Grantees must work with producers and forestland owners to develop and demonstrate the new technologies and approaches. At least 50 percent of the total cost of CIG projects must come from non-federal matching funds, including cash and in-kind contributions provided by the grant recipient.
Vilsack made the announcement while visiting a corn and soybean farm owned by David and Tamara Erickson and their sons, Nicholas and Bradley. The Ericksons have a five-year Conservation Stewardship Program contract with USDA's Natural Resources Conservation Service and have also received technical assistance from NRCS. The Secretary saw soil conservation practices including “no till” and grassed waterways to reduce runoff. He viewed soil cores which demonstrate the benefits of efforts to improve soil health.
The National Corn Growers Association and the National Association of Conservation Districts, both involved with conservation activities in Illinois, are receiving grant awards to demonstrate the use of best management practices such as conservation tillage, cover crops and advanced nutrient management to address soil health concerns. Almost half of the grants announced today support the agency’s priority of getting more conservation on the ground by improving the health of our nation’s soils. The National Corn Growers Association will receive almost $1 million to promote soil management practices aimed at improving productivity, profitability and environmental outcomes in seven states. The National Association of Conservation Districts will receive $750,000 to fund a project to significantly increase the number of farmed acres nationwide (including Illinois) that are successfully managed for soil health.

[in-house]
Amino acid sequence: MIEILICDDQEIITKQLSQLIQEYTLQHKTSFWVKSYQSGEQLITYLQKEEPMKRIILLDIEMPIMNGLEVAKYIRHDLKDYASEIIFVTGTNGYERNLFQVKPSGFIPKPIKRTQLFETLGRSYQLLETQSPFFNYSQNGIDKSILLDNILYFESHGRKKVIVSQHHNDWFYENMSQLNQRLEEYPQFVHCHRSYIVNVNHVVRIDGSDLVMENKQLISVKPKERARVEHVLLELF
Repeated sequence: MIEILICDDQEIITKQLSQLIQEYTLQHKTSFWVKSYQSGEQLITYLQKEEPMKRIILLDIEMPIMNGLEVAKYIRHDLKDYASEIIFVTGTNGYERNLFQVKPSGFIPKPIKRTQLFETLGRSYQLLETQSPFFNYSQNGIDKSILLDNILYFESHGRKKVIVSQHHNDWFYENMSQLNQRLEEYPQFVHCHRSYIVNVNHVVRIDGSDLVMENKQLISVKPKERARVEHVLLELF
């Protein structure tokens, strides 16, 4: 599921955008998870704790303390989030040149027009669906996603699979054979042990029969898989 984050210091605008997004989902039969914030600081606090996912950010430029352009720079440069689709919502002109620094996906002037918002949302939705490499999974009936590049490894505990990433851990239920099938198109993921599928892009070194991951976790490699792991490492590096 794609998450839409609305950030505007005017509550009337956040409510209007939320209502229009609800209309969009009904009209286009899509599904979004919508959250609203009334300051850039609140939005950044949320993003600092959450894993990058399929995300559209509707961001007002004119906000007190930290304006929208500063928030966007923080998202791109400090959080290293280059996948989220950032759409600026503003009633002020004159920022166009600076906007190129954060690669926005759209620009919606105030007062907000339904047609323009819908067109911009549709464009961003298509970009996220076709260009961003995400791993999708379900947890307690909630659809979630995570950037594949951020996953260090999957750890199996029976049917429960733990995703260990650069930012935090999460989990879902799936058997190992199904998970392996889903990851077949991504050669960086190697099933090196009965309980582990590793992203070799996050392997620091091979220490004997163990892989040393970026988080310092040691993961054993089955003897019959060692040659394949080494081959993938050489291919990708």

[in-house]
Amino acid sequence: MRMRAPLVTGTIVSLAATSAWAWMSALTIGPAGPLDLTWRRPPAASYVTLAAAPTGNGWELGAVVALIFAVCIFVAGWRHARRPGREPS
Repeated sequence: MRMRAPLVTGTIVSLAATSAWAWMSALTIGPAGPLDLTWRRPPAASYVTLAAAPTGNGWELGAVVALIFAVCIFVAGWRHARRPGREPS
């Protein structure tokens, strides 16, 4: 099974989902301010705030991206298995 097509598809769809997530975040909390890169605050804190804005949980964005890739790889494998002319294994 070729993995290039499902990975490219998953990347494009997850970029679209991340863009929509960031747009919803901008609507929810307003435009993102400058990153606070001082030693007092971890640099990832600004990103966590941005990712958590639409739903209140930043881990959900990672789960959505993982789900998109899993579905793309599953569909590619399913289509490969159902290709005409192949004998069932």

Other organizations, tribes and academic institutions will receive funding for conservation projects. For example, the University of California will receive almost $229,000 for the second phase of a project to support using native bees to supplement crop pollination. Montana State University will receive $50,000 to study ways to improve sage grouse chick and brood survival. The University of Missouri will receive almost $368,000 to work on an energy recovery system that field tests show could reduce energy consumption in poultry houses by 40-50 percent.
Virginia Polytechnic Institute and State University will receive almost $382,000 to continue to develop procedures to improve soil health and increase the acreage being managed with conservation tillage practices. In Arizona, the Navajo Nation will receive over $28,000 for mule deer conservation efforts, and the First Nations Development Institute will receive almost $69,000 to develop a conservation planning process, led by Navajo livestock producers on the Navajo Reservation.
Seven of the approved grants support conservation technologies and approaches to help farmers and ranchers who historically have not had equal access to agricultural programs because of race or ethnicity, or who have limited resources, or who are beginning farmers and ranchers.
A full list of recipients is available here:
Entities in the following States were selected for awards: Ala., Alaska, Ariz., Ark., Calif., Colo., Fla., Ga., Hawaii, Idaho, Ill., Ind., Iowa, Kan., La., Minn., Miss., Mont., Mo., N.C., N.D., Neb., N.Y., Ohio, Okla., Ore., Penn., S.C., Tenn., Texas, Utah, Va., Vt., W.Va., Wash., Wis., and also the District of Columbia.
Soil health is the foundation and future of sustainable agriculture, enabling producers to fare better against drought and other climatic extremes while increasing production. They have greater water holding capacity, increase water infiltration, reduce soil erosion, decrease soil compaction, improve crop productivity, and improve our natural resource condition.
NRCS has offered this grant program since 2004, investing in ways to demonstrate and transfer efficient and environmentally friendly farming and ranching. In the past years, the grants have helped develop trading markets for water quality and ha